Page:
This JNCC-commissioned report highlights biodiversity impacts of indirect land use change caused by biofuel production. Increased demand for biofuels to achieve renewable energy targets is putting pressure on biodiversity worldwide. The research highlights a new and so far little understood threat: the impact of indirect land use change on biodiversity.Resource Type: Tools / Applications
The Critical Site Network (CSN) Tool is a new online resource for the conservation of 294 species of waterbirds and the important sites upon which they depend in Africa and Western Eurasia. Leading global conservation organisations working for the protection of waterbirds and their habitats have joined forces to develop this tool, strengthening the implementation of the African-Eurasian Migratory Waterbird Agreement (AEWA) and the Ramsar Convention on Wetlands.Resource Type: Tools / Applications
This KML layer includes key information on the natural and mixed World Heritage sites that were inscribed on the UNESCO World Heritage List as of 7 August 2012. The information comes from the latest version of the World Database on Protected Areas (WDPA).Resource Type: Spatial Data / Maps
How do bioenergy policies relate to the REDD+ mechanism, is the subject of this new Bioenergy Issue Paper jointly authored by UNEP and UNEP-WCMC.
The potential contribution of bioenergy in reducing global emissions of greenhouse gases has been widely debated, both in terms of climate change mitigation potential and potential risk of increases in greenhouse gas emissions resulting from land use change. This has raised the question of how bioenergy policies relate to the REDD+ mechanism developed under the UNFCCC. This issue paper examines the complexity of this relationship and stresses the importance of ensuring policy coherence across the relevant sectors.
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This summary report aims to provide the European Commission with an overview of the likely impact of climate change on biodiversity in the European Union and indications as to how the design and implementation of current policy might need to be adapted in order to ensure that the EU respects its commitment to reduce biodiversity loss by 2010 and beyond.Resource Type: Reports
Over the past 10 years a number of studies and consultations have been carried out to develop and refine the Global Strategy for achieving a balanced, representative and credible World Heritage List that reflects the world’s diverse heritage. This review is an important addition to that process, focusing on the inter-related elements of biogeography, habitats and biological diversity that underpin much of what we consider ‘natural heritage’.Resource Type: Reports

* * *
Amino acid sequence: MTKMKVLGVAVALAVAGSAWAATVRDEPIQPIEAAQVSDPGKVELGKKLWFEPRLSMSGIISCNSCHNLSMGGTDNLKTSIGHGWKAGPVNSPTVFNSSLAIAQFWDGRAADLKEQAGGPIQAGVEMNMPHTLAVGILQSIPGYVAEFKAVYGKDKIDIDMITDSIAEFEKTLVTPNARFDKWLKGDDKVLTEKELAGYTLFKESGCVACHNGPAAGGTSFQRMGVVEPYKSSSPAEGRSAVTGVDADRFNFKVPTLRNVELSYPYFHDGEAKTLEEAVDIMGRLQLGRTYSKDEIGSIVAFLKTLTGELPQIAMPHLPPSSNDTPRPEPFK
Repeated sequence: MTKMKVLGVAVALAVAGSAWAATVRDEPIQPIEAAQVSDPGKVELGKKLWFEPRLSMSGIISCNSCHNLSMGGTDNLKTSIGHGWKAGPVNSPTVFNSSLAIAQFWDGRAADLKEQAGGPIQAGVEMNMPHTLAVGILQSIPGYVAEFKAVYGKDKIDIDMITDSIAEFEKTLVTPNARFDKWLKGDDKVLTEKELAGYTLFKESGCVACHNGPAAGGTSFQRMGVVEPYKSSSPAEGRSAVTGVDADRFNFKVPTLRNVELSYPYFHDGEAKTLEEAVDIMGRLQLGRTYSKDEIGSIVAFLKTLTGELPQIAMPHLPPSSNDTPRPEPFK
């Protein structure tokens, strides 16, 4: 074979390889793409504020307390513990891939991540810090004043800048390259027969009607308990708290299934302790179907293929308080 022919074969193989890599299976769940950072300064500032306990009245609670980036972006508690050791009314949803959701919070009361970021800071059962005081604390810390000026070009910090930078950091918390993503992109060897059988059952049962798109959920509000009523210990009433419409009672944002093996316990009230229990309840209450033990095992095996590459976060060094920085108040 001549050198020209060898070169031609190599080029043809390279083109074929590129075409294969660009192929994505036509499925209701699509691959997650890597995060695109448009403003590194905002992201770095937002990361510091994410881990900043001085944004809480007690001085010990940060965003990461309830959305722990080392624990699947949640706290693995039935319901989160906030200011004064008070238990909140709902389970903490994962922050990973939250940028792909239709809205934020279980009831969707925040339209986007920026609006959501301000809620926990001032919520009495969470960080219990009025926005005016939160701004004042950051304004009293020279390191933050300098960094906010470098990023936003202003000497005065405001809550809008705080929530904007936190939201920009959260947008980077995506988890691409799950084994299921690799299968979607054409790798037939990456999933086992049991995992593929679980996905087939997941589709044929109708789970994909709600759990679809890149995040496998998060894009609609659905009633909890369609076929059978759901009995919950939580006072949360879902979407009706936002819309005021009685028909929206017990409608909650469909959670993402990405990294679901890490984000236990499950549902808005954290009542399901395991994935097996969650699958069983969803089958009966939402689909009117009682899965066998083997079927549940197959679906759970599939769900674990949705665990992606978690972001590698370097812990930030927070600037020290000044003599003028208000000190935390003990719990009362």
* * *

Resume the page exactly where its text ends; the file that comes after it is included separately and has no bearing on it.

National reports continue to provide the best means available to assess the status of implementation of the Convention, and a key tool to guide decisions on current and future strategic priorities. This analysis summarises data provided in section II General Overviews (omitting questions on specific Appendix I species) and sections III, V, VI, IX and X of the National Reports.
A more detailed summary of this information is provided in Annex 1 to this report.Resource Type: Reports
This study reviews the biogeographic and biodiversity coverage of the current World Heritage network and identifies broad gaps. It also identifies priority sites for biodiversity conservation that may merit World Heritage listing in the future and reviews how these could help fill the existing gaps in the network.Resource Type: Reports
National reports continue to provide the best means available to assess the status of implementation of the Convention, and a key tool to guide decisions on current and future strategic priorities. This analysis summarises data provided in section II General Overviews (omitting questions on specific Appendix I species) and sections III, V, VI, IX and X of the National Reports. A more detailed summary of this information is provided in Annex 1 to this report.Resource Type: Reports
The report, the fifth in UNEP's 'rapid response assessment' series, looks beyond forests and the REDD debates to the potential of natural and agricultural ecosystems to capture and store carbon. It examines the potential for gaining multiple benefits for livelihoods and ecosystem services through managing ecosystem carbon and considers the implications for policy.Resource Type: Reports
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